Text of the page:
The first amendment protects the freedom of speech, including commercial speech. U.S. Const. amend. I; Goldfarb v. Virginia State Bar, 421 U.S. 773, 95 S.Ct. 2004, 44 L.Ed.2d 572 rehr'g denied, 423 U.S. 886, 96 S.Ct. 162, 46 L.Ed.2d 118 (1975). Strong federal policy permits the free use of intellectual property, words and ideas that are in general circulation and not protected by a valid copyright, patent or trademark. Lear, Inc. v. Adkins, 395 U.S. 653, 668, 89 S.Ct. 1902, 1910, 23 L.Ed.2d 610 (1969); Sears, Roebuck Co. v. Stiffel Co., 376 U.S. 225, 84 S.Ct. 784, 11 L.Ed.2d 661, rehr'g denied, 376 U.S. 973, 84 S.Ct. 1131, 12 L.Ed.2d 87 (1964); Compco Corp. v. Day-Bright Lighting, Inc., 376 U.S. 234, 84 S.Ct. 779, 11 L.Ed.2d 669, rehr'g denied, 377 U.S. 913, 84 S.Ct. 1162, 12 L.Ed.2d 183 (1964). The federal copyright statute only protects original works that fix the author's particular expression of an idea or concept in a tangible form. State statutory or common law protection against activities violating rights that are not equivalent to those granted under copyright law or protection of subject matter which is not copyrightable, including works that are not fixed in any tangible form of expression, are not preempted. 17 U.S.C.A. § 301(b) (1977). See generally, Shipley, Publicity Never Dies; It Just Fades Away: The Right of Publicity and Federal Preemption, 66 Cornell L. Rev. 673 (1981). Apart from the technical arguments regarding preemption, if federal law and policy does not protect phrases such as "Here's Johnny," which is certainly not an original combination of words, state law should not protect them either under a right of publicity for want of a sufficient interest justifying protection. See U.S. Const., art. I, § 8 (purpose of copyright and patent laws is to "promote the Progress of Science and the useful Arts"); Zacchini, supra, 433 U.S. at 575, 576-77, 97 S.Ct. at 2857, 2858 (purpose of right of publicity is to promote production of works that benefit the public that are product of individual's own talents and energy). In addition, because copyright does not restrain the use of a mere idea or concept but only protects particular tangible expressions of an idea or concept, it has been held not to run afoul of first amendment challenges. United States v. Bodin, 375 F. Supp. 1265, 1267 (W.D.Okl. 1974); Walt Disney Productions v. Air Pirates, 345 F. Supp. 108, 115-16 (N.D.Cal. 1972), citing, Nimmer, Does Copyright Abridge the First Amendment Guarantees of Free Speech and Press?, 17 U.C.L.A. L.Rev. 1108 (1970). See Zacchini, supra, 433 U.S. at 577-78 n. 13, 97 S.Ct. at 2858-59 n. 13 (right of publicity could not prevent station from producing own human cannonball act). The protected tangible expressions are asserted to not run afoul of first amendment challenges because the notice requirements and limited duration of copyright protection balances the interest of individuals seeking protection under the copyright clause and the first amendment. See, e.g., Does Copyright Abridge the First Amendment Guarantees of Free Speech and Press?, supra, 1193. Because the phrase "Here's Johnny" is more akin to an idea or concept of introducing an individual than an original protectable fixed expression of that idea and because the right of publicity in this instance is not complemented by saving notice or duration requirements, phrases such as "Here's Johnny" should not be entitled to protection under the right of publicity as a matter of policy and concern for the first amendment.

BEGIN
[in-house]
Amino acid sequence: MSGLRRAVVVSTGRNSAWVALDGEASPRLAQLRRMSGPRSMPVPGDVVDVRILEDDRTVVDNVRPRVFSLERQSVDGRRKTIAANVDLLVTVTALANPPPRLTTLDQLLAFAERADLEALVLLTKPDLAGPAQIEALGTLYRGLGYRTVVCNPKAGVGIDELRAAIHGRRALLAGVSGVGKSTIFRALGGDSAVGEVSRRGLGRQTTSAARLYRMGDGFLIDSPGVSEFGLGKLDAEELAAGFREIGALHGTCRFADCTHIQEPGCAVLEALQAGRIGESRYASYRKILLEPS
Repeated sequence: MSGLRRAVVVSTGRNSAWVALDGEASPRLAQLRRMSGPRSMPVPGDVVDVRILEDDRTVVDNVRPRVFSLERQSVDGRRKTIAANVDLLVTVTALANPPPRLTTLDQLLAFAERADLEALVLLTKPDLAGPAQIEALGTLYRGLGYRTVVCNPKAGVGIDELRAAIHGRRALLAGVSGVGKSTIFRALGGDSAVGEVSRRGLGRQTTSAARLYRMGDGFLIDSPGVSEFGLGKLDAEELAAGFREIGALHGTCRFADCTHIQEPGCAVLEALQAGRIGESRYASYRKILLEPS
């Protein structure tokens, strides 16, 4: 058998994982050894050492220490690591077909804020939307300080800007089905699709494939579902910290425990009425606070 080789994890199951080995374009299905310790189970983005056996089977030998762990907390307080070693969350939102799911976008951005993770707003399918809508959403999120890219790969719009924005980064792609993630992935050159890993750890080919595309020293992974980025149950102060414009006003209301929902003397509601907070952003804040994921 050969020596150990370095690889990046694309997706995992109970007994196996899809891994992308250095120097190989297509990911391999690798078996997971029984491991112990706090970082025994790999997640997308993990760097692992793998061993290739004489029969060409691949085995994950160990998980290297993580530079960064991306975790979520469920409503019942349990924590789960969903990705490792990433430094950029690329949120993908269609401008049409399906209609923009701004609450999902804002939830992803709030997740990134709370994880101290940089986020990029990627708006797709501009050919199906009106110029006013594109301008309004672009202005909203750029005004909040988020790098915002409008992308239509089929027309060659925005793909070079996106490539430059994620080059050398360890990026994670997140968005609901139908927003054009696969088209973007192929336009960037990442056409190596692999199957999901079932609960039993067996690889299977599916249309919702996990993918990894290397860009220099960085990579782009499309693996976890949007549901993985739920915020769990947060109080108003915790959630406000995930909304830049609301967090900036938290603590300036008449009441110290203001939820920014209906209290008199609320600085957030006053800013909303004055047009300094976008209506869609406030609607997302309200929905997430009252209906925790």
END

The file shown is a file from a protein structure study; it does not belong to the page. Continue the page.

Apart from the possibility of outright federal preemption, public policy requires that the public's interest in free enterprise and free expression take precedence over any interest Johnny Carson may have in a phrase associated with his person.